Soul Hunter Vol. #2 - Mania.com



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Mania Grade: C+

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Info:

  • Audio Rating: B+
  • Video Rating: B
  • Packaging Rating: B+
  • Menus Rating: B
  • Extras Rating: A
  • Age Rating: 3 & Up
  • Region: 1 - North America
  • Released By: ADV Films
  • MSRP: 29.99
  • Running time: 100
  • Aspect Ratio: 1.33:1
  • Disc Resolution: 480i/p (mixed/unknown)
  • Disc Encoding: MPEG-2
  • Series: Soul Hunter

Soul Hunter Vol. #2

By Chris Beveridge     January 31, 2002
Release Date: February 12, 2002


Soul Hunter Vol. #2
© ADV Films


What They Say
The honorable Bunchu and Kou Hiko must do their best to thwart Dakki, the immortal who has bewitched their beloved Emperor. Not satisfied with her defeat of the Four Great Lords, the evil temptress has her sights set on the Empress and her sons, the heirs to the throne! The two will have to use all their cunning to keep the Yin Dynasty alive and their own heads attached to their shoulders.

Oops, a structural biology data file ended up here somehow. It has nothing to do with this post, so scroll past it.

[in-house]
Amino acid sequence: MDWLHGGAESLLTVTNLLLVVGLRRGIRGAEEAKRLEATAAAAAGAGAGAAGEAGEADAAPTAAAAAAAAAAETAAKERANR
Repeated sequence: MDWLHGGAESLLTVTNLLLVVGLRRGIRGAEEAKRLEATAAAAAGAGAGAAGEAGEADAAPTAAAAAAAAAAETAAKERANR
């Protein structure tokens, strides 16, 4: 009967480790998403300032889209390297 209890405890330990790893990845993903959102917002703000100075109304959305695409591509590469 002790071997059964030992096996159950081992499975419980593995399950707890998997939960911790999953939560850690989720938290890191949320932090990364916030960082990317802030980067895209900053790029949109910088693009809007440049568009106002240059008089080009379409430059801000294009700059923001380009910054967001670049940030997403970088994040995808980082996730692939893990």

Now faced with the imminent collapse of law and order in the realm, what does the valiant immortal Taikoubou do? He gets roaring drunk, of course! Project Soul Hunt is turning out to be far more difficult than expected, and if Taikoubou's "allies" don't manage to tear him apart, there are plenty of evil immortals ready to finish the job.

The Review!
The second volume continues the tale of many characters but mostly about Taikoubou. With one less episode, the show doesn't feel quite as dragged out as the first volume did. But for some reason, this show still leaves me confused afterwards.